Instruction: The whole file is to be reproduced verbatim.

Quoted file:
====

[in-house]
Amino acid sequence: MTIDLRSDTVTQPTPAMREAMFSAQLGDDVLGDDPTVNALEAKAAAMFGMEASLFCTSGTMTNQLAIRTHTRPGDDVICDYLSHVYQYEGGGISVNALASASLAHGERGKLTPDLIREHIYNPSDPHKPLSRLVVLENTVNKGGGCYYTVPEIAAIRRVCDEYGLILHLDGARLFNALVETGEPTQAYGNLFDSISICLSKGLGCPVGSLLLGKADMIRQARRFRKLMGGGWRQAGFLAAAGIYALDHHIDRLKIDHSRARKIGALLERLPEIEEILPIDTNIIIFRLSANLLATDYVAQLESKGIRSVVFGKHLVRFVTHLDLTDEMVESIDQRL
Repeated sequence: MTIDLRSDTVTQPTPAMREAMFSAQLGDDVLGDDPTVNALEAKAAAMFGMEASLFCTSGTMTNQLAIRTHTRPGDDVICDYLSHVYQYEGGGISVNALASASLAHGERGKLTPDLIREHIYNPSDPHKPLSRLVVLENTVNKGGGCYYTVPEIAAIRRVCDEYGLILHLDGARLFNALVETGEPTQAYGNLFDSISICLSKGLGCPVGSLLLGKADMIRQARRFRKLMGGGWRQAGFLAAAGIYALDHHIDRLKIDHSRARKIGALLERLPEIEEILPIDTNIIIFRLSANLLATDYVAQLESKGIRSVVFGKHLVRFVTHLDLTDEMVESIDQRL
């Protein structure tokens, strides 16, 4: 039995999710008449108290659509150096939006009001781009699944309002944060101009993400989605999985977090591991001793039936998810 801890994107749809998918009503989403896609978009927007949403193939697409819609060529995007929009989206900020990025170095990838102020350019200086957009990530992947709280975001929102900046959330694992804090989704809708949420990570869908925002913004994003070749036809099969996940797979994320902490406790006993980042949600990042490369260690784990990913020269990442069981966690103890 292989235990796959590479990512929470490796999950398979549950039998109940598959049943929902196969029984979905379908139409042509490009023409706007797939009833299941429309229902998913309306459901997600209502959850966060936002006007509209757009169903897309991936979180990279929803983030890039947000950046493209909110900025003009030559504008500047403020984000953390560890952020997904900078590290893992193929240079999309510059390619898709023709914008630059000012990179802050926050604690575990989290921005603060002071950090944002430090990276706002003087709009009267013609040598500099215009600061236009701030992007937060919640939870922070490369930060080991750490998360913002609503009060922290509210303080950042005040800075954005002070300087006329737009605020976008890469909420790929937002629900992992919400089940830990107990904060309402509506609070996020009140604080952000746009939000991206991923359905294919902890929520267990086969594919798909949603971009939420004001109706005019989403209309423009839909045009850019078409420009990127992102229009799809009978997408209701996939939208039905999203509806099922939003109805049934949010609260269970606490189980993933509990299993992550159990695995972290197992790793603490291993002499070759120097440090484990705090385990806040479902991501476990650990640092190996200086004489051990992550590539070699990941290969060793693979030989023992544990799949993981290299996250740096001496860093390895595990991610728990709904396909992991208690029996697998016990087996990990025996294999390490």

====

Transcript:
[in-house]
Amino acid sequence: MTIDLRSDTVTQPTPAMREAMFSAQLGDDVLGDDPTVNALEAKAAAMFGMEASLFCTSGTMTNQLAIRTHTRPGDDVICDYLSHVYQYEGGGISVNALASASLAHGERGKLTPDLIREHIYNPSDPHKPLSRLVVLENTVNKGGGCYYTVPEIAAIRRVCDEYGLILHLDGARLFNALVETGEPTQAYGNLFDSISICLSKGLGCPVGSLLLGKADMIRQARRFRKLMGGGWRQAGFLAAAGIYALDHHIDRLKIDHSRARKIGALLERLPEIEEILPIDTNIIIFRLSANLLATDYVAQLESKGIRSVVFGKHLVRFVTHLDLTDEMVESIDQRL
Repeated sequence: MTIDLRSDTVTQPTPAMREAMFSAQLGDDVLGDDPTVNALEAKAAAMFGMEASLFCTSGTMTNQLAIRTHTRPGDDVICDYLSHVYQYEGGGISVNALASASLAHGERGKLTPDLIREHIYNPSDPHKPLSRLVVLENTVNKGGGCYYTVPEIAAIRRVCDEYGLILHLDGARLFNALVETGEPTQAYGNLFDSISICLSKGLGCPVGSLLLGKADMIRQARRFRKLMGGGWRQAGFLAAAGIYALDHHIDRLKIDHSRARKIGALLERLPEIEEILPIDTNIIIFRLSANLLATDYVAQLESKGIRSVVFGKHLVRFVTHLDLTDEMVESIDQRL
């Protein structure tokens, strides 16, 4: 039995999710008449108290659509150096939006009001781009699944309002944060101009993400989605999985977090591991001793039936998810 801890994107749809998918009503989403896609978009927007949403193939697409819609060529995007929009989206900020990025170095990838102020350019200086957009990530992947709280975001929102900046959330694992804090989704809708949420990570869908925002913004994003070749036809099969996940797979994320902490406790006993980042949600990042490369260690784990990913020269990442069981966690103890 292989235990796959590479990512929470490796999950398979549950039998109940598959049943929902196969029984979905379908139409042509490009023409706007797939009833299941429309229902998913309306459901997600209502959850966060936002006007509209757009169903897309991936979180990279929803983030890039947000950046493209909110900025003009030559504008500047403020984000953390560890952020997904900078590290893992193929240079999309510059390619898709023709914008630059000012990179802050926050604690575990989290921005603060002071950090944002430090990276706002003087709009009267013609040598500099215009600061236009701030992007937060919640939870922070490369930060080991750490998360913002609503009060922290509210303080950042005040800075954005002070300087006329737009605020976008890469909420790929937002629900992992919400089940830990107990904060309402509506609070996020009140604080952000746009939000991206991923359905294919902890929520267990086969594919798909949603971009939420004001109706005019989403209309423009839909045009850019078409420009990127992102229009799809009978997408209701996939939208039905999203509806099922939003109805049934949010609260269970606490189980993933509990299993992550159990695995972290197992790793603490291993002499070759120097440090484990705090385990806040479902991501476990650990640092190996200086004489051990992550590539070699990941290969060793693979030989023992544990799949993981290299996250740096001496860093390895595990991610728990709904396909992991208690029996697998016990087996990990025996294999390490």